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Classic Period Settlement Patterns along the Middle Gila River

Author(s): Chris Loendorf

Year: 2017

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Summary

This paper summarizes archaeological data that show a substantial decrease in population occurred between the Sedentary (ca. 950-1150AD) and Classic Periods (ca. 1150-1500) along the middle Gila River in the Phoenix Basin. This decrease coincides with well documented increases along the lower Salt River. Extensive data suggest this pattern subsequently reversed in the Historic period, when people were again concentrated along the middle Gila, and the lower Salt River was extensively depopulated. The Salt and Gila Rivers have substantial differences in the topography and elevation of their drainage basins, which create divergent discharge regimes. Holocene climatic data suggest that conditions for irrigation along the Salt and Gila Rivers varied through time, and this variation may in part account for the differences in settlement patterns. These shifts in settlement patterns also affected ideological, economic, and political relationships within the region.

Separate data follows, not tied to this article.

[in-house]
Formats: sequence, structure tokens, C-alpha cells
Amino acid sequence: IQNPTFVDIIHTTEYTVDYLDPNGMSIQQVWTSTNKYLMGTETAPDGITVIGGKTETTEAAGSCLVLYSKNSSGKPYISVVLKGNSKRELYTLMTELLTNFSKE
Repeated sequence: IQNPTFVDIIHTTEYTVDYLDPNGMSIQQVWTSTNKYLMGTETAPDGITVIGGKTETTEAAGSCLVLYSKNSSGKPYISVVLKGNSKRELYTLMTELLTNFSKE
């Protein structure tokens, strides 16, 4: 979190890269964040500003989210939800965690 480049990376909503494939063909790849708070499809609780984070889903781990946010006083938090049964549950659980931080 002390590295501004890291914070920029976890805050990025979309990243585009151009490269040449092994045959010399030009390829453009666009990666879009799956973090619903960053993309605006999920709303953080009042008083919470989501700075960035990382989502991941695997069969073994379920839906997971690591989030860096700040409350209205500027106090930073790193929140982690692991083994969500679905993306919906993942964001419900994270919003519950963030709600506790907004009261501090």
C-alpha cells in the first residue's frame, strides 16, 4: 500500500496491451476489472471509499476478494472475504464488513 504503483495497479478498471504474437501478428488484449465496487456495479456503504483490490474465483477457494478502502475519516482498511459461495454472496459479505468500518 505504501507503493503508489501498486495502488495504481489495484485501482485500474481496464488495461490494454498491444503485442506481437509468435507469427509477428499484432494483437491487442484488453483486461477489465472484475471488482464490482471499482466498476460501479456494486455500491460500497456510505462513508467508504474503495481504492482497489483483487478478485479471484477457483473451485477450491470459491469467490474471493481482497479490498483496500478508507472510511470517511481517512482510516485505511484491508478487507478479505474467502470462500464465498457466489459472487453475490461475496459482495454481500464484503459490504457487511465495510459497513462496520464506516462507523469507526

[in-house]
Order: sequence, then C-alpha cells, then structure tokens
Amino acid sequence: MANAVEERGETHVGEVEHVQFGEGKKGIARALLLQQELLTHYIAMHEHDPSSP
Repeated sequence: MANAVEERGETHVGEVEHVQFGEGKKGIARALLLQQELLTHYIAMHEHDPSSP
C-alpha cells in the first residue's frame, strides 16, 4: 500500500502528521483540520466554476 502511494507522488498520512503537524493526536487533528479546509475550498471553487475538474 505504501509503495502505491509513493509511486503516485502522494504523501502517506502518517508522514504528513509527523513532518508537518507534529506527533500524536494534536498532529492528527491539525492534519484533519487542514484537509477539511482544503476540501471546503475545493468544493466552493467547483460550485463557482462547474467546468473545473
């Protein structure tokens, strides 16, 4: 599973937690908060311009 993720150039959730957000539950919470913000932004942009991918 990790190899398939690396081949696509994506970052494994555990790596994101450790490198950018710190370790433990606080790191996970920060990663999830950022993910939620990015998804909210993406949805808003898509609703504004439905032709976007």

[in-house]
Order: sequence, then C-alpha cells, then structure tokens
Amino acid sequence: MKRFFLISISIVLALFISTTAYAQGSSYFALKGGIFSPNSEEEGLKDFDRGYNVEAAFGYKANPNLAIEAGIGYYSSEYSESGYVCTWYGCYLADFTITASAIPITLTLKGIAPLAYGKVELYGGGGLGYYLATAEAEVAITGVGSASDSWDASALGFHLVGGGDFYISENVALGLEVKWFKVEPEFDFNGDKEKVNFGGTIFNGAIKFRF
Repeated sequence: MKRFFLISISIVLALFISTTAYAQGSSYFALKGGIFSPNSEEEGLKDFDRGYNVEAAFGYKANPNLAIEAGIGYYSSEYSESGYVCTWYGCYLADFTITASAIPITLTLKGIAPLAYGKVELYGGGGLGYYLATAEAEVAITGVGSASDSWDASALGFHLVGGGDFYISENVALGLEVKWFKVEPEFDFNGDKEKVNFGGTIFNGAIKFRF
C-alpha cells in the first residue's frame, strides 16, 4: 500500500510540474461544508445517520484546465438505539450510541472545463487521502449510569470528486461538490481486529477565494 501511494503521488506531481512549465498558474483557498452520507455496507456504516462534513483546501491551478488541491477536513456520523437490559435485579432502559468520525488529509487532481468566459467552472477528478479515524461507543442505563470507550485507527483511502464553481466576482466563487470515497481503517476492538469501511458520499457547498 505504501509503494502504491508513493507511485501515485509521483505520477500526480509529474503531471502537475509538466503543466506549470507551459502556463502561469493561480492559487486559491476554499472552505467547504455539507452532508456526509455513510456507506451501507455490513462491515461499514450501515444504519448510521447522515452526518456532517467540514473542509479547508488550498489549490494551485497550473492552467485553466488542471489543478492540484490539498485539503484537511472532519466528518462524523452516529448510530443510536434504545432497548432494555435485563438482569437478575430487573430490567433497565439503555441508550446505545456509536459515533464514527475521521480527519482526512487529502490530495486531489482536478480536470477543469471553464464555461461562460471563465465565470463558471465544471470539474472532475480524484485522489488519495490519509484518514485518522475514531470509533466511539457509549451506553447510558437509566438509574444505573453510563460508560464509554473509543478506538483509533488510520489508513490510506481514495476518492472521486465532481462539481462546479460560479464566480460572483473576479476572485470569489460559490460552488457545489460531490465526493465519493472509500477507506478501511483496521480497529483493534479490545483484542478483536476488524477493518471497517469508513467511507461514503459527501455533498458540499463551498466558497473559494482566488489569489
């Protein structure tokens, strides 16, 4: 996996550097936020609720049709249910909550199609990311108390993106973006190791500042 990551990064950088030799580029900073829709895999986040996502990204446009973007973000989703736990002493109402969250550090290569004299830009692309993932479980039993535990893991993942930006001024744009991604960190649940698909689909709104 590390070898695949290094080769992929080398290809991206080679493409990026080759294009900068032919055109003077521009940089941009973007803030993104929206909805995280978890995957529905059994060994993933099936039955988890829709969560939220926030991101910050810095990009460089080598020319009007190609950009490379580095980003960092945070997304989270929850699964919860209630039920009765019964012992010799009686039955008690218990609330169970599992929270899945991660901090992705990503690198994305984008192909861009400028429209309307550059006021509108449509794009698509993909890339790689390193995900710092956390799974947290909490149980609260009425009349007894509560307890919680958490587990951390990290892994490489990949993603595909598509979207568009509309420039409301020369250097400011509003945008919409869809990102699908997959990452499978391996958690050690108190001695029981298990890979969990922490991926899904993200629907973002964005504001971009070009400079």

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Cite this Record

Classic Period Settlement Patterns along the Middle Gila River. Chris Loendorf. Presented at The 81st Annual Meeting of the Society for American Archaeology, Vancouver, British Columbia. 2017 ( tDAR id: 429516)


Keywords

Geographic Keywords
North America - Southwest


Spatial Coverage

min long: -115.532; min lat: 30.676 ; max long: -102.349; max lat: 42.033 ;

Record Identifiers

Abstract Id(s): 13255

Arizona State University The Andrew W. Mellon Foundation National Science Foundation National Endowment for the Humanities Society for American Archaeology Archaeological Institute of America